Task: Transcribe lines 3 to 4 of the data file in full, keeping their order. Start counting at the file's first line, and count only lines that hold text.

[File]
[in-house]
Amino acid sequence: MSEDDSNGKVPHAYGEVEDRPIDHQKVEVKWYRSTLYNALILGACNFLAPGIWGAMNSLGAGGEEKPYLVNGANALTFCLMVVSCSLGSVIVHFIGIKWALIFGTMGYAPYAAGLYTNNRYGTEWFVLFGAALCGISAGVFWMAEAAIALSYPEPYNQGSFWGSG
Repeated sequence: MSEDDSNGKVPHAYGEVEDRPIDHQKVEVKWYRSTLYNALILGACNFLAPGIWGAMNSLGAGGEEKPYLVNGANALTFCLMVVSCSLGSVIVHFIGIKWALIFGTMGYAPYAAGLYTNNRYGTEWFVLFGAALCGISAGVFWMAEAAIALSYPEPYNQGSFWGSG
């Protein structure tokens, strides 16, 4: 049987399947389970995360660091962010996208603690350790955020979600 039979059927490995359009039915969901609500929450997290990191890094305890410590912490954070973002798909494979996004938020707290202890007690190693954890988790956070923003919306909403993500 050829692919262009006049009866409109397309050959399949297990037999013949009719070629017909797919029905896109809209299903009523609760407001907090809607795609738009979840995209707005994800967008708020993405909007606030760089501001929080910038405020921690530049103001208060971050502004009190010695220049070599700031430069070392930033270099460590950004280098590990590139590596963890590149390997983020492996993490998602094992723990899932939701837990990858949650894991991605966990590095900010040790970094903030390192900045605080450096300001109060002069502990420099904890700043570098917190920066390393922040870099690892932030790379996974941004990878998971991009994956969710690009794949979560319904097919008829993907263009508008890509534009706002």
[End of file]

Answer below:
Repeated sequence: MSEDDSNGKVPHAYGEVEDRPIDHQKVEVKWYRSTLYNALILGACNFLAPGIWGAMNSLGAGGEEKPYLVNGANALTFCLMVVSCSLGSVIVHFIGIKWALIFGTMGYAPYAAGLYTNNRYGTEWFVLFGAALCGISAGVFWMAEAAIALSYPEPYNQGSFWGSG
């Protein structure tokens, strides 16, 4: 049987399947389970995360660091962010996208603690350790955020979600 039979059927490995359009039915969901609500929450997290990191890094305890410590912490954070973002798909494979996004938020707290202890007690190693954890988790956070923003919306909403993500 050829692919262009006049009866409109397309050959399949297990037999013949009719070629017909797919029905896109809209299903009523609760407001907090809607795609738009979840995209707005994800967008708020993405909007606030760089501001929080910038405020921690530049103001208060971050502004009190010695220049070599700031430069070392930033270099460590950004280098590990590139590596963890590149390997983020492996993490998602094992723990899932939701837990990858949650894991991605966990590095900010040790970094903030390192900045605080450096300001109060002069502990420099904890700043570098917190920066390393922040870099690892932030790379996974941004990878998971991009994956969710690009794949979560319904097919008829993907263009508008890509534009706002």